When asked to give her job description Joann Kushner describes the evolution of her work. Not simply a filmmaker and photographer, Kushner is an artist, community facilitator, producer, documenter and bid writer, by necessity of her self employment.
Growing up in Kirkby, she explained she “never had the bottle to be an artist” in a social environment wherein she felt this unacceptable. An acute interest in art and writing was spurred by favourite teachers, however when she left school at 16, Kushner went straight into employment, and was left without the key resources or confidence to be able to further her artistic career. Instead she began local secretarial work, focusing her time among organizations aiming to prevent drug use in young people. Some of these projects started to lead her back into art, as it was being used as an alternative to drug use, however Kushner didn’t have the confidence to let art grow to more than a hobby. Instead she notes the key communicative skills and exposure to an artistic environment as what helped her in the long term.
Kushner moved to and from Moscow throughout the early 90’s with her partner’s film company, furthering the opportunities she had to observe and learn through experience. Throughout this time she worked back and forth between Russia and England over the years and getting more and more involved in her own artistic practice in her free time. She began work at the British Embassy for some time, and highlights that the communicative skills she’d learnt in her early secretarial work had enabled her to get this job. She also completed work as the marketing manager of a law firm, which gave her the skills to work in her mum’s casting agency as a marketing manager. This experience aided her skills in photography and all round communication, whilst cementing the idea that she definitely wanted to be behind the camera.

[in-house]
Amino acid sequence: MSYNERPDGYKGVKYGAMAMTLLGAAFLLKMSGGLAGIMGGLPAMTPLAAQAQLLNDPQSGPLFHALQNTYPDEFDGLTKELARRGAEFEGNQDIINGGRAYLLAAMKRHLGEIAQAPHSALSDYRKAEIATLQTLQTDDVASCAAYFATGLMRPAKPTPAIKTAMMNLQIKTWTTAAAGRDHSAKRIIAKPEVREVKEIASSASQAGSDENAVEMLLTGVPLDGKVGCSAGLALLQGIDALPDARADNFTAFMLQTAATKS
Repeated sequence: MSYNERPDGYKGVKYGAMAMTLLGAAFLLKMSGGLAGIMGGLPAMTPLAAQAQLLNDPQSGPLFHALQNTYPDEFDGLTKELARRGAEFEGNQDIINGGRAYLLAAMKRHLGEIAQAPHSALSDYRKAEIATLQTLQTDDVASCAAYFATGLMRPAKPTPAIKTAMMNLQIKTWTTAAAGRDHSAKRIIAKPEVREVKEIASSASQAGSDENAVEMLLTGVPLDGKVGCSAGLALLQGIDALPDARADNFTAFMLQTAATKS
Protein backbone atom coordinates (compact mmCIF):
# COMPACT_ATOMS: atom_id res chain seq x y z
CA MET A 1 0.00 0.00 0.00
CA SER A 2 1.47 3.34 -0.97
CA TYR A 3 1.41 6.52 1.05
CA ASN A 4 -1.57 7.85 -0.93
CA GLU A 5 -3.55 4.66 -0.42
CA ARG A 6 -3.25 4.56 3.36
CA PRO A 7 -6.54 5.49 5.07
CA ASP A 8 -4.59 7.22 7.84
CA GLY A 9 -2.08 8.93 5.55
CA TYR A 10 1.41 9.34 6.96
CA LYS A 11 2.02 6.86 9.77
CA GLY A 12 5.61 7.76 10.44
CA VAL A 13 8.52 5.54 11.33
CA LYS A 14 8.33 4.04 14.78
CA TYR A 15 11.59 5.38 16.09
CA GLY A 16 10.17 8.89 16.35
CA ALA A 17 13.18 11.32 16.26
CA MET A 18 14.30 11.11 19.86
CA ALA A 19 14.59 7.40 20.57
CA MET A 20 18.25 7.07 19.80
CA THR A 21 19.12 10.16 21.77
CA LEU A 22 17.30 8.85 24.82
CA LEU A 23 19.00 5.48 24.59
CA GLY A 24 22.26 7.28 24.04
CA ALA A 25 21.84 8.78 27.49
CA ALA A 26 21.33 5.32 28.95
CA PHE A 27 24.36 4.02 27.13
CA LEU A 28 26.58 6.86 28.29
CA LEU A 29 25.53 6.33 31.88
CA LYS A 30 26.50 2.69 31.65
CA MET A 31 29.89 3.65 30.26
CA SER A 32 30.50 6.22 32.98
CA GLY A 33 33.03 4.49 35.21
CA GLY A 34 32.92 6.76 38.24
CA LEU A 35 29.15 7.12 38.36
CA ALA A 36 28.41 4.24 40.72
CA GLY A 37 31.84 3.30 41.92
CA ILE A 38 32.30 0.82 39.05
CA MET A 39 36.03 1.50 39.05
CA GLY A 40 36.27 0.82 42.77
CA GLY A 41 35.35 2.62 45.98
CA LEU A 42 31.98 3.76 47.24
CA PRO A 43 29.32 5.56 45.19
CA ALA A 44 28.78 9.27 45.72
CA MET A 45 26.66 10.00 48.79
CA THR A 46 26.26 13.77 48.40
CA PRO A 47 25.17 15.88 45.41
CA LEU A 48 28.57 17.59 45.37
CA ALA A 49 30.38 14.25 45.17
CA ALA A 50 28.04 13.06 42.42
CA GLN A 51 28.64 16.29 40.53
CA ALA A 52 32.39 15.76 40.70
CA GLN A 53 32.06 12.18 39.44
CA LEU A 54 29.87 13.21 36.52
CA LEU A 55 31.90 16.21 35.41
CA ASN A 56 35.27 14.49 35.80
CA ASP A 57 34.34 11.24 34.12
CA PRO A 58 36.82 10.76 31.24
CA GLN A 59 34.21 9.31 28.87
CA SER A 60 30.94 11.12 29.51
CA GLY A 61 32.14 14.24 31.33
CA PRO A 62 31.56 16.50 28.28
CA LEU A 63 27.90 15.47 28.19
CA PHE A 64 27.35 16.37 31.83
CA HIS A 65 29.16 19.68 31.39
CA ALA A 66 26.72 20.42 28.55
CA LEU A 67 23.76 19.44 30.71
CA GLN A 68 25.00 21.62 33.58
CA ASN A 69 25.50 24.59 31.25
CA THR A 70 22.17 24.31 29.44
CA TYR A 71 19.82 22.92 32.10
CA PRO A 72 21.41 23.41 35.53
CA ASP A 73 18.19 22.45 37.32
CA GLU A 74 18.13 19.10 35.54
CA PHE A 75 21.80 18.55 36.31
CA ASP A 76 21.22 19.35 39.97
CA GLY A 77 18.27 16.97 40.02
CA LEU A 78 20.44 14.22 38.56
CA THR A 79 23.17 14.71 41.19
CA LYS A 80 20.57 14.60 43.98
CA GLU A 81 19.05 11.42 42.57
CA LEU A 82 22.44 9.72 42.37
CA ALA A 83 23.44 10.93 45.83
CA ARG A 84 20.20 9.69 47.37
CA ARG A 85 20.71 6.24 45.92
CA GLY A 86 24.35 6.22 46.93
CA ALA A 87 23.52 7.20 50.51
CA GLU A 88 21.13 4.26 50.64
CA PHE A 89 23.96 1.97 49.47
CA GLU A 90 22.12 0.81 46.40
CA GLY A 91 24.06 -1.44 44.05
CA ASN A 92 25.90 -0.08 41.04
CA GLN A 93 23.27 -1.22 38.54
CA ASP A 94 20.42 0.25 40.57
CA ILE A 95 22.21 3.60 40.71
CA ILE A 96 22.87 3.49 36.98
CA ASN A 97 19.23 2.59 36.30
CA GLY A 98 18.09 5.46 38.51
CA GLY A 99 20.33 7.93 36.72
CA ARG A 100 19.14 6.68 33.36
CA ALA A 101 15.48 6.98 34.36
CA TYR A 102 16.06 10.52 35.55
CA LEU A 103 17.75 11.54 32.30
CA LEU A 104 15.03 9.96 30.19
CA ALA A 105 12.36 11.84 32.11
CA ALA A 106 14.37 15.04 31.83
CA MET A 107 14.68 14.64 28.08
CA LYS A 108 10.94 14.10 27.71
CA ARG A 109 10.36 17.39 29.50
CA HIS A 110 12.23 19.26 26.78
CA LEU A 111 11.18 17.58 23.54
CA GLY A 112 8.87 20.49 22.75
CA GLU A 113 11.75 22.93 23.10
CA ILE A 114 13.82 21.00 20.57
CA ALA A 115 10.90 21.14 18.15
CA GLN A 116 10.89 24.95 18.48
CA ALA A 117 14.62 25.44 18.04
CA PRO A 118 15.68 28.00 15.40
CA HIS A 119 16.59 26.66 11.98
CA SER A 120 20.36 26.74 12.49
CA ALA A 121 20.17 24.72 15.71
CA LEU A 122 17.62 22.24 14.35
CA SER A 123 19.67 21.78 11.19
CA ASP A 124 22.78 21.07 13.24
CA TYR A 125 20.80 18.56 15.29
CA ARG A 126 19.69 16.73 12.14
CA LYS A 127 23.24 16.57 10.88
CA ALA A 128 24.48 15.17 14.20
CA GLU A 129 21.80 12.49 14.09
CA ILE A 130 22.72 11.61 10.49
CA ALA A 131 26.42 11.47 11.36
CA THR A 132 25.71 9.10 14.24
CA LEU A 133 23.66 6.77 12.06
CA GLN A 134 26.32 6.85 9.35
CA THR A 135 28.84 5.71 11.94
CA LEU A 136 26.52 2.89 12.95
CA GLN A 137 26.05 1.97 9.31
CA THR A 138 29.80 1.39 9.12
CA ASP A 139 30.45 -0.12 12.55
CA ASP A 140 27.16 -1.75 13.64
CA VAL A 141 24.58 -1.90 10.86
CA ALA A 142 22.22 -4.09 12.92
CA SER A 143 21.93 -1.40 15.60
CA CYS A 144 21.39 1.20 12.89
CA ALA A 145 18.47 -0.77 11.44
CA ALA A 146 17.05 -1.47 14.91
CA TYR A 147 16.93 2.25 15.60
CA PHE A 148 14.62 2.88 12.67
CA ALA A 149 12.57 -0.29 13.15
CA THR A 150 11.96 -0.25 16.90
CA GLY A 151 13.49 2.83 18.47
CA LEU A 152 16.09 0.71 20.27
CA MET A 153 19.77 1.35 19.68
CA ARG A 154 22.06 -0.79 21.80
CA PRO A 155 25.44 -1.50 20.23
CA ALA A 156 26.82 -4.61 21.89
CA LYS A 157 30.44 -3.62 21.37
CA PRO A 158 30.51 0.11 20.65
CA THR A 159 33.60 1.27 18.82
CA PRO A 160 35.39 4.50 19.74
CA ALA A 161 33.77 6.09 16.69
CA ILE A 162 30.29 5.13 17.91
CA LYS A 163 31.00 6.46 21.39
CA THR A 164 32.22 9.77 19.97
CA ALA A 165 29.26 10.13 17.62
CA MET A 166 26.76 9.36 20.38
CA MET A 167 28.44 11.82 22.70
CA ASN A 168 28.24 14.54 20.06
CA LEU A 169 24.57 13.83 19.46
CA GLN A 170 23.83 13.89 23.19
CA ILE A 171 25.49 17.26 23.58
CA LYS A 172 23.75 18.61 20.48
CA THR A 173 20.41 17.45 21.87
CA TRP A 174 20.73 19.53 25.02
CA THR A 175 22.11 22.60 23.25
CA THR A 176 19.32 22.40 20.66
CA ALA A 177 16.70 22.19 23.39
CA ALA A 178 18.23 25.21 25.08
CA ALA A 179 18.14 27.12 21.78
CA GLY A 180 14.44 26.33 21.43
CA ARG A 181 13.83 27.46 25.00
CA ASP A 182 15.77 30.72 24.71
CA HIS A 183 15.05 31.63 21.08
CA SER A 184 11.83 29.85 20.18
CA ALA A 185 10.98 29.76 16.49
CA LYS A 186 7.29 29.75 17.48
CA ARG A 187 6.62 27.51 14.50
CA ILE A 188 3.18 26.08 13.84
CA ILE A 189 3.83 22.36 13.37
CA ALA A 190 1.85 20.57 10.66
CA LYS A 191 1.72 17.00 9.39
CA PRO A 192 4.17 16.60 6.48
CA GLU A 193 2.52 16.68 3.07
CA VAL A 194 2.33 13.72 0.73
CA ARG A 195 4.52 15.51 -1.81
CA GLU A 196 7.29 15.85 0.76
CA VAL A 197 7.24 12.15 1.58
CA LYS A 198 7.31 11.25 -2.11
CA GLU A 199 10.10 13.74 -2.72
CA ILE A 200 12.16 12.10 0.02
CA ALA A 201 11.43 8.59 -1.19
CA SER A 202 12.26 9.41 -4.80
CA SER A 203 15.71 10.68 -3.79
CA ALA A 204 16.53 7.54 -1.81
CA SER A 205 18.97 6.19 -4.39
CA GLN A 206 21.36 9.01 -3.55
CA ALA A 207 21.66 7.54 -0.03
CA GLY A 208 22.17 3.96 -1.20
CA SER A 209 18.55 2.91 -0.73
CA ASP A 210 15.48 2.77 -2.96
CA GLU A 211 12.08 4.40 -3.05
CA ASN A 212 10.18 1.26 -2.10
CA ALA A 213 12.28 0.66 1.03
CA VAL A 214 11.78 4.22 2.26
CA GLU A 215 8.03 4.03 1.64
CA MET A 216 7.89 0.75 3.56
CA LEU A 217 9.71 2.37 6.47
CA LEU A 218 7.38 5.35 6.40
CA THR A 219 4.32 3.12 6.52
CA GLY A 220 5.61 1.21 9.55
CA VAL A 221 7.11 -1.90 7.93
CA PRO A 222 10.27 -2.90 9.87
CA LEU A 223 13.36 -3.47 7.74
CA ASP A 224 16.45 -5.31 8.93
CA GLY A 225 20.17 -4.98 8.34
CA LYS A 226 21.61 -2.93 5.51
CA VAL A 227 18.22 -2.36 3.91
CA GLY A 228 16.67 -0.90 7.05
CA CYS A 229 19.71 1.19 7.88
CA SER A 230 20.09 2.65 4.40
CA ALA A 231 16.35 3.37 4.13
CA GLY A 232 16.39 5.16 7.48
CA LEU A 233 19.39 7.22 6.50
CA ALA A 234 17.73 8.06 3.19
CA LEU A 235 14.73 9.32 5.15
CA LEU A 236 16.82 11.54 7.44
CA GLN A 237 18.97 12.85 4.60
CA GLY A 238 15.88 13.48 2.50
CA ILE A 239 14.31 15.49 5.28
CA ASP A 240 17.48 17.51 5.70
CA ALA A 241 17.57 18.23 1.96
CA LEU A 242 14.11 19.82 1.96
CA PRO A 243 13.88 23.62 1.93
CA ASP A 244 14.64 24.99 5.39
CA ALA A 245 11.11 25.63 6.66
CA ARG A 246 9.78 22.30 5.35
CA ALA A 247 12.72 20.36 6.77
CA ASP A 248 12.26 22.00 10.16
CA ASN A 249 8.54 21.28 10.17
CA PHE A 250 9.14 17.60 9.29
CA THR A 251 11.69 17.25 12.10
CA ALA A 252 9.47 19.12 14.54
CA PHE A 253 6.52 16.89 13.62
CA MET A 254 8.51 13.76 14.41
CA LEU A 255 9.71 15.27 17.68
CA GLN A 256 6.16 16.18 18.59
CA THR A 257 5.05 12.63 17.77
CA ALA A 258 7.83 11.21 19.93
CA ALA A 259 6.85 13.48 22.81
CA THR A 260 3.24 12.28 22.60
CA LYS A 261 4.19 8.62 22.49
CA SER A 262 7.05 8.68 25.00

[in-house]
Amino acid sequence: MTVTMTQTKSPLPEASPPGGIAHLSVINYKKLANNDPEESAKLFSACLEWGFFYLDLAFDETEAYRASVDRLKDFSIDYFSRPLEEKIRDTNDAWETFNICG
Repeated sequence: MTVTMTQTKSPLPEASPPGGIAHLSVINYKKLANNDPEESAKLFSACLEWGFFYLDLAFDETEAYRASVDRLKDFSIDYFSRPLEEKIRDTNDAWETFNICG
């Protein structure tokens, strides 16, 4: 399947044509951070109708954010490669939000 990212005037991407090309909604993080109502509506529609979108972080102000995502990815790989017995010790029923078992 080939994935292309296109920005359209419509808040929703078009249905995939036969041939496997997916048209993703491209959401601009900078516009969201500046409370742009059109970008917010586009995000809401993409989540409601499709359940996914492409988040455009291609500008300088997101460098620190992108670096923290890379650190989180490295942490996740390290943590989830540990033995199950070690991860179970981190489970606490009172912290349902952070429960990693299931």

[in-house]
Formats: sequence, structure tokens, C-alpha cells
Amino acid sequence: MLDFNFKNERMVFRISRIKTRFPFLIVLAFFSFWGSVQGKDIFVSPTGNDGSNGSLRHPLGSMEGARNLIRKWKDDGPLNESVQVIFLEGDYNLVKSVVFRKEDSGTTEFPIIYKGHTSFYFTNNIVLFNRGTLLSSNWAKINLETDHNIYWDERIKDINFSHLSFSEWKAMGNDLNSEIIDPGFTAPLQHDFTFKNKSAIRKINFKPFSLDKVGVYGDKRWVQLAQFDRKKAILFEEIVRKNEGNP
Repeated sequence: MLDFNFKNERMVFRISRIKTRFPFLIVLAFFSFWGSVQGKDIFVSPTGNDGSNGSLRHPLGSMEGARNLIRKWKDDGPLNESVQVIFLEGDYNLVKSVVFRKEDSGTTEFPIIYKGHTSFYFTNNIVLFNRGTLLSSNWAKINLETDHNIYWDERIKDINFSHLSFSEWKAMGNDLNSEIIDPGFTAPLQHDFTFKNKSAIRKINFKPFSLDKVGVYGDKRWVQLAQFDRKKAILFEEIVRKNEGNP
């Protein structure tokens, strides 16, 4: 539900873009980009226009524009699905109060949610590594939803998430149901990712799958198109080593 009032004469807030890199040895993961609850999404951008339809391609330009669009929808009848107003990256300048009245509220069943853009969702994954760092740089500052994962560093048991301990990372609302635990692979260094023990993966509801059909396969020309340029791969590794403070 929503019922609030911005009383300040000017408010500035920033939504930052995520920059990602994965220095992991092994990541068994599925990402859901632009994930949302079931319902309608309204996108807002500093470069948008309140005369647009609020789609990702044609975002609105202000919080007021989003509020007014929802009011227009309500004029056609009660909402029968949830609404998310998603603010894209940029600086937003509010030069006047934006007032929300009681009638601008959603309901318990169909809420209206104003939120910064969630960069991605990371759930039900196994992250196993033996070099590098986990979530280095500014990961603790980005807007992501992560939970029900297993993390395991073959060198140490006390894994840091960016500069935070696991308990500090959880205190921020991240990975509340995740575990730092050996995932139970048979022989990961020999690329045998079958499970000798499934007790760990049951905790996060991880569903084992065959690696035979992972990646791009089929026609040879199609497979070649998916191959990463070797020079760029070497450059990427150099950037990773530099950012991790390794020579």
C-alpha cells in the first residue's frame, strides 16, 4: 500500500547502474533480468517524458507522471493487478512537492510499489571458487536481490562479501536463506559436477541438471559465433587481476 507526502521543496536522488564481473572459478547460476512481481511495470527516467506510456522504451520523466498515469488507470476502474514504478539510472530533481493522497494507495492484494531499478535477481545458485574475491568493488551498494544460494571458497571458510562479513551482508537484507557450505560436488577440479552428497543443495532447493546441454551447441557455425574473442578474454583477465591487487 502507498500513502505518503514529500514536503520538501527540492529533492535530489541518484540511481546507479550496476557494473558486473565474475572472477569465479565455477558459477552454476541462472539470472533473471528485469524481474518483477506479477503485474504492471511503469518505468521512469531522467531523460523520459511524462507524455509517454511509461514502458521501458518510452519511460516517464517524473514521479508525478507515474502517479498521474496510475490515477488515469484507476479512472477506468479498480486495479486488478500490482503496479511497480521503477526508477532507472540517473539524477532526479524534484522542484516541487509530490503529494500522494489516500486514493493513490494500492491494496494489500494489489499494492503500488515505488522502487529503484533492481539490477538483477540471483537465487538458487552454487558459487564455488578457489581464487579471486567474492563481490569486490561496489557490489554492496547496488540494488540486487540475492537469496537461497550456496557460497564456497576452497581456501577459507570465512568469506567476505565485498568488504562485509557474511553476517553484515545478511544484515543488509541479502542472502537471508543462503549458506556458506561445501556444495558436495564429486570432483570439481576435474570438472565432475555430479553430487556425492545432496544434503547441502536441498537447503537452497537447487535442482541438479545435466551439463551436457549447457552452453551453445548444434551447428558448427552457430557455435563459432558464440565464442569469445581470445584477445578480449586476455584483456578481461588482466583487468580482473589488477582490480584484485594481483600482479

She completed her media degree at 39 and says the production skills and essay structuring she learnt here were invaluable. Kushner explains “the ability to structure an essay gives you the ability to structure a film” comparing the importance of each word to the use of each shot. University life gave her the opportunity to use top end equipment, the confidence in giving presentations, and the theory that informs her practice now. After completing her degree she became a full time self-employed artist, with the experiences she’d gotten before going to university creating the connections she needed to get employment when she left.
I told her of my experience with career’s advice and asked her what advice she’d give her younger self; “Just do it!” She says, “if you’re passionate about something, don’t let anything put you off, just follow it…In Liverpool the arts bring in £4 for every £1 that’s spent…This city is dependent on artists, galleries, museums and events.” She warned me that anyone trying to push young people away from a self employed career in the arts is potentially pushing them away from where the jobs are, describing that the view that self employment is synonymous is unemployment may be true, but only until the support and belief in your work is found.